It is not on account of the example of the two in bed together that the night is named (Hofmann, Schriftbew. II. 2, p. 626), but conversely the idea of the night-time suggested that illustration.Luke 17:34-37. The final separation (Matthew 24:40-41).34. two men in one bed] Not necessarily men; but human beings, e.g. man and wife. The numerals are of course masculine, because the man might be either the one ‘taken’ or the one ‘left.’Luke 17:34. Ταύτῃ τῇ νυκτὶ, in this night [not as Engl. Vers. “in that night”]) He does not say, ἐν ἐκείνῃ τῇ ἡμέρᾳ “in that day,” comp. Luke 17:31 : Matthew 26:31 [ἐν τῇ νυκτὶ ταύτῃ, “All ye shall be offended because of Me this night”]. There are in our own day, saith He, persons who shall reach those times so widely different. Comp. the here in ch. Luke 9:27 [“There be some standing here,” etc., speaking of an event about to happen presently]. The event followed in the same generation: Matthew 24:34 [“This generation shall not pass, till all these things be fulfilled”].—εἷς) [the one]. So very many MSS.: and the expression, εἷς—ὁ ἓτερος, is used just as ἑνὸς—τοῦ ἑτέρου [the one—the other], ch. Luke 16:13; and πέντε—καὶ αἱ πέντε in Matthew 25:2. Presently after, in Luke 17:35, Mill has omitted to notice, that in Luke 17:35 ἡ has also been omitted before μία, and that too in the text of Stephens’ Edition.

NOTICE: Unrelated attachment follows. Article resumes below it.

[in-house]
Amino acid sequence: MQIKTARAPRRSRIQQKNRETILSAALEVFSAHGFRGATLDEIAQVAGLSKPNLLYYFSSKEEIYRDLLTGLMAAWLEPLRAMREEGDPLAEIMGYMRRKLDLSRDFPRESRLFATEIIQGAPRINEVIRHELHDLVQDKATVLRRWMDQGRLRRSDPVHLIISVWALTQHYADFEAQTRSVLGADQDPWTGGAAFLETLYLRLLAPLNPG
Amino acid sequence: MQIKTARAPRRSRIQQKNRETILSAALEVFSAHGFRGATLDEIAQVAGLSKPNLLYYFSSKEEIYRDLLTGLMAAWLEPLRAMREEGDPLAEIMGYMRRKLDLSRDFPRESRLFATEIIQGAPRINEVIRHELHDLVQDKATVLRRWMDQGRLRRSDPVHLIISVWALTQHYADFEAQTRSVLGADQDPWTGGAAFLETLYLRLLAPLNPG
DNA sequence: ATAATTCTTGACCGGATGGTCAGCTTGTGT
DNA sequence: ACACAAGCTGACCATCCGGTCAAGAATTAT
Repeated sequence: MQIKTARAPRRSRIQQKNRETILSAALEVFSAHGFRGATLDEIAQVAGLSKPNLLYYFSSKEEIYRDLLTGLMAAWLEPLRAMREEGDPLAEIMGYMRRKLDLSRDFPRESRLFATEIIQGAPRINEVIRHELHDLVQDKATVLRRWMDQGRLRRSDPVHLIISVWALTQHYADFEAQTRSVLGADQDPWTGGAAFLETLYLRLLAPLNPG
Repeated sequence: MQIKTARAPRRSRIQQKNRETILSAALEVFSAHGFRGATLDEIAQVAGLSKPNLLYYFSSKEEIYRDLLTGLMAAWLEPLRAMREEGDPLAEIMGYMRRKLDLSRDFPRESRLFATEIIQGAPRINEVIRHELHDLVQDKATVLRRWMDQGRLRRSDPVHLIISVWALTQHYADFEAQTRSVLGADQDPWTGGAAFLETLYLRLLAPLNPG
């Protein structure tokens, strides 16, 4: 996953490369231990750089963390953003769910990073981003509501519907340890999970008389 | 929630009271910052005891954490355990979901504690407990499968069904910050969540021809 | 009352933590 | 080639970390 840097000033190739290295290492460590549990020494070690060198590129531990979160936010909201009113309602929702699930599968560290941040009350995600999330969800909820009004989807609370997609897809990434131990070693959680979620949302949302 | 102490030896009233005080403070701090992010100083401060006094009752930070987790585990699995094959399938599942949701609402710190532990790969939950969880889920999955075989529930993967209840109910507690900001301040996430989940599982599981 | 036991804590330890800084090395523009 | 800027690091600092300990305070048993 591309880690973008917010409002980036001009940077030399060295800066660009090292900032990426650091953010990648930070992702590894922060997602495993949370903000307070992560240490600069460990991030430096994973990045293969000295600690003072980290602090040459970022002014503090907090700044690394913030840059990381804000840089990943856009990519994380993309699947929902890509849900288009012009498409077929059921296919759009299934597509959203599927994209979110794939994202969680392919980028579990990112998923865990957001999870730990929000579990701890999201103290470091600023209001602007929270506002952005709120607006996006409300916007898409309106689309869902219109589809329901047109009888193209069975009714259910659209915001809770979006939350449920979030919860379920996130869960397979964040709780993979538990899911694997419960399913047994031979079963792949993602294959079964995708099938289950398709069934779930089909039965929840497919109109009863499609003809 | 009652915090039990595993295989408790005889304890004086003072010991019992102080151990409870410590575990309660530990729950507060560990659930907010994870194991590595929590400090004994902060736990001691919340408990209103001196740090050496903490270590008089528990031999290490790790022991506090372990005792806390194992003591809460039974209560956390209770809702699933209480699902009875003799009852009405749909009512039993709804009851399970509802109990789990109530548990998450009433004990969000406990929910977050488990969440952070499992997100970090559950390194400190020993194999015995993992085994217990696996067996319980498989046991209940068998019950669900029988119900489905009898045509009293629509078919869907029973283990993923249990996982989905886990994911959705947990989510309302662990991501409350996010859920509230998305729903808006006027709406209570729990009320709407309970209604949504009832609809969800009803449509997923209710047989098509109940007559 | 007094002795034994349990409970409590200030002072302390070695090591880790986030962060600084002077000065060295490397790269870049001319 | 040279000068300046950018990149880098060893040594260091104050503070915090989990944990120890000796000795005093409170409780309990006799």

“The one set of five—and the other set of five.” So Scholz reads, αἱ πέντε; but Lachm. and Tisch. omit αἱ.—E. and T.
 In Luke 17:34 AD read εἷς. B (judging from the silence of the collations) and Rec. Text, ὁ εἷς. In Luke 17:35 ALXΔ read μία: and so Tisch. BD and Rec. Text (Elzev.), ἡ μία: and so Lachm.—E. and T.Verses 34, 35. - I tell you, in that night there shall be two men in one bed; the one shall be taken, and the other shall be left. Two women shall be grinding together; the one shall be taken, the other left. How taken? Not, as some scholars have supposed, taken only to perish, but taken away by the Lord in the way described by St. Paul in 1 Thessalonians 4:17, where he paints how the faithful servant who is living when the Lord returns in glory, will be caught up in the clouds, to meet the Lord in the air. The other will be left. Thus, as it has been strikingly observed, "the beings who have been most closely connected here below shall, in the twinkling of an eye, be parted for ever."